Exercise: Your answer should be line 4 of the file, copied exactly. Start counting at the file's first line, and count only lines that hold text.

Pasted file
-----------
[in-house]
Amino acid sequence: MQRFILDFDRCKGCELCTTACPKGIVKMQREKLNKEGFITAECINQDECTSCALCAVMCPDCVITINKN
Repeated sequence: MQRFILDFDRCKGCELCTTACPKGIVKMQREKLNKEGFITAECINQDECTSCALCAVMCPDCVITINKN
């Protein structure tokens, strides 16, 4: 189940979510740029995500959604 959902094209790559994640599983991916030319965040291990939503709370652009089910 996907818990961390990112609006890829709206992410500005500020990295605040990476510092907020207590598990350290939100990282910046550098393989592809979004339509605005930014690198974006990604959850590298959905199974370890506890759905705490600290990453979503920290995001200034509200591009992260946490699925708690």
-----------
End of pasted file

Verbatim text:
């Protein structure tokens, strides 16, 4: 189940979510740029995500959604 959902094209790559994640599983991916030319965040291990939503709370652009089910 996907818990961390990112609006890829709206992410500005500020990295605040990476510092907020207590598990350290939100990282910046550098393989592809979004339509605005930014690198974006990604959850590298959905199974370890506890759905705490600290990453979503920290995001200034509200591009992260946490699925708690």